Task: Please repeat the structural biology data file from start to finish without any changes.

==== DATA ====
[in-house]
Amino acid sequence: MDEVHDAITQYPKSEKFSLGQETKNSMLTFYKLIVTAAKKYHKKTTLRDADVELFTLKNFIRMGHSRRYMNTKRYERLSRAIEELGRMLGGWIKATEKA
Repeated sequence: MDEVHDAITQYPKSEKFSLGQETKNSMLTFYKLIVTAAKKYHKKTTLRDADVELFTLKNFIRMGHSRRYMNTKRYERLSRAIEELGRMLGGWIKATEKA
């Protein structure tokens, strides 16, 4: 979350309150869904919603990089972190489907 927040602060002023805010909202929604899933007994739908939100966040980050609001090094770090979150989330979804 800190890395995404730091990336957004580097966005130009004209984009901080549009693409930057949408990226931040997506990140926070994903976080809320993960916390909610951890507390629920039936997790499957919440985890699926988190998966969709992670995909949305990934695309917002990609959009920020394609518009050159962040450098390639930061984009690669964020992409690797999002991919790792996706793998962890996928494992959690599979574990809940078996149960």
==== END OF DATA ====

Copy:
[in-house]
Amino acid sequence: MDEVHDAITQYPKSEKFSLGQETKNSMLTFYKLIVTAAKKYHKKTTLRDADVELFTLKNFIRMGHSRRYMNTKRYERLSRAIEELGRMLGGWIKATEKA
Repeated sequence: MDEVHDAITQYPKSEKFSLGQETKNSMLTFYKLIVTAAKKYHKKTTLRDADVELFTLKNFIRMGHSRRYMNTKRYERLSRAIEELGRMLGGWIKATEKA
């Protein structure tokens, strides 16, 4: 979350309150869904919603990089972190489907 927040602060002023805010909202929604899933007994739908939100966040980050609001090094770090979150989330979804 800190890395995404730091990336957004580097966005130009004209984009901080549009693409930057949408990226931040997506990140926070994903976080809320993960916390909610951890507390629920039936997790499957919440985890699926988190998966969709992670995909949305990934695309917002990609959009920020394609518009050159962040450098390639930061984009690669964020992409690797999002991919790792996706793998962890996928494992959690599979574990809940078996149960």